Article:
By Joe Fuoco | May 29, 2004

I usually get on the 7 Nanaimo just above the Granville Bridge. For the first part, riding down Granville into downtown, the number seven pretty much resembles any other bus. Then you turn east, through Gastown, past Oppenheimer Park, past small old houses, an old Chinese woman bent over sweeping the sidewalk with a handbroom, past wooden warehouses between which you see can Burrard Inlet and the docks. Right around here the bus turns into a time machine: now you’re riding into the past.

The people getting on the bus know each other. They wear 70s-style jeans. If it’s Cheque Day they grin, and sometimes you see their front teeth are missing. Their faces look like the faces I knew and was familiar with when I was 22. I stare out the windows at old hotels that have always been there, the old Rogers Sugar Refinery, the railroad tracks and the white and grey and darker grey skies above the tracks. Sometimes I open the window to hear the seagulls bark as they swoop in to eat the wheat that has fallen onto the trackbed.

When I get off the bus I walk up Lakewood to Sorrento Barbers. It’s an Italian shop located almost at the corner of Nanaimo and Hastings.

Cars and buses noisily filling up the street; people walking side by side on the sidewalk. I go in. CBC Newsworld is playing on a small TV mounted up at the back. I sit down with the other customers on the long black bench facing the mirrors and the barbers’ chairs.

Gently, nervously, as if I’ve been sick, Mino my barber says, “Hey, Joe – how are you doing.”

“I’m doing good, Mino. How about you.”

“I’m good.”

A little old man comes in. He wears a black suit and a white shirt with the collar buttoned up. I notice his sunken cheeks, his smoking eyes. He sits on the window sill, his feet in their small black shoes dangling in the air. Then he starts arguing in Italian with Joe, the barber by the window. Mino joins in. The little old man’s hands move up and down. He grips them between his knees; releases them. They fly around. Joe and Mino are barbering, so they can’t use their hands. But their shoulders shrug. Their elbows lift out and back. Their knees gesticulate. I love this. I’ve been coming here for fifteen years, and this is why.

Usually when I see them I think: wharf rats. They alertly sidle along; they check you out with their sharp black eyes. I like to watch them drink, turning their beaks sideways at a puddle or water fountain, and I like to watch them eat, dropping the mussel shell from twenty feet up, tearing the McDonald’s bag apart to get at the fries.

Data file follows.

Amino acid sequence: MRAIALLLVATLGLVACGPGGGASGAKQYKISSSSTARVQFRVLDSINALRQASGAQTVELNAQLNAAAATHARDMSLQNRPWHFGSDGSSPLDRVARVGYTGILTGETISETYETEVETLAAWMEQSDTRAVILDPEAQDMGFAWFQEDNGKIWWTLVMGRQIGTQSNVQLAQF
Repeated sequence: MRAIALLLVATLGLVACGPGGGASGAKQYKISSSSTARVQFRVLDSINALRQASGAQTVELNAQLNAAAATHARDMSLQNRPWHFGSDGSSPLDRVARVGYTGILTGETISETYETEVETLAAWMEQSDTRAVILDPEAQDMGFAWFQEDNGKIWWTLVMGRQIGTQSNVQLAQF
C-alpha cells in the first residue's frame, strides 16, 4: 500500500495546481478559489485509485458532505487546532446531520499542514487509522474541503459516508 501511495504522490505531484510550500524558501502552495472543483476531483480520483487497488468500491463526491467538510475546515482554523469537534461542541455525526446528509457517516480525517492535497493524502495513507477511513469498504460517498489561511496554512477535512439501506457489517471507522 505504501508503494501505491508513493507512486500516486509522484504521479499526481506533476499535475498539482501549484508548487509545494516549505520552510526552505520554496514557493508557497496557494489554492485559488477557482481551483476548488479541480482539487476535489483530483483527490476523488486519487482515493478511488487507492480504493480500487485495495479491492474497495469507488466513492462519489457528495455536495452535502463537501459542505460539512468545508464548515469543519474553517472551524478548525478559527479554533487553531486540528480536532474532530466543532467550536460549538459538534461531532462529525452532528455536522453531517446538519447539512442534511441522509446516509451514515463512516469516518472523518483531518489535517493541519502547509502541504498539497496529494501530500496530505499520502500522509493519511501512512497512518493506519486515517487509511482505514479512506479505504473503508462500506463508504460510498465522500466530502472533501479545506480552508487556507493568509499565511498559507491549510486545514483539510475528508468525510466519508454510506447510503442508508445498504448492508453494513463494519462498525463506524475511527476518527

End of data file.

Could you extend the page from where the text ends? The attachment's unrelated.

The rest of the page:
Smart birds. But I take them for granted.

Then about a month ago, nesting season, I saw one come in for a landing on the tree outside my apartment window. It carried a twig in its mouth that was twice as long as itself, and it was flapping its wings. It was coming in too fast; just before landing it leaned back in the air and opened its wings wide.

I stared.

In the daylight a crow’s outer feathers shine with a dull gleam: they have the greyish sheen of an old black suit. But the underside of a crow’s fully extended wings eat light like the black of a torturer’s cloak. I only saw it for moment; but for the next few hours the sight kept reappearing in my mind’s eye

At the end of April I went for a walk to the Hollywood Theatre. (They have weekend matinees now.) Wet sidewalks, grey skies, and all along Seventh Avenue, in front of the old houses, apple and tulip trees in pristine silken bloom. Days like this wrench at my heart; as I walked, I felt surrounded by times gone by, the years when I was young and lived on Cypress Street and walked for hours through Kits in the rain, trying to relieve my unhappiness.

On Balaclava a man in his fifties was gardening. His old cocker spaniel, muzzle white with age, walked slowly up to him, wagging its tail.

“Oh, you’re a good dog,” the man said. He smiled at me, then crouched down and scratched the beast’s ears. “You’re the best dog,” he whispered, putting his arm around it. “Aren’t you, girl. The very best.”

759 words, May 29, 2004


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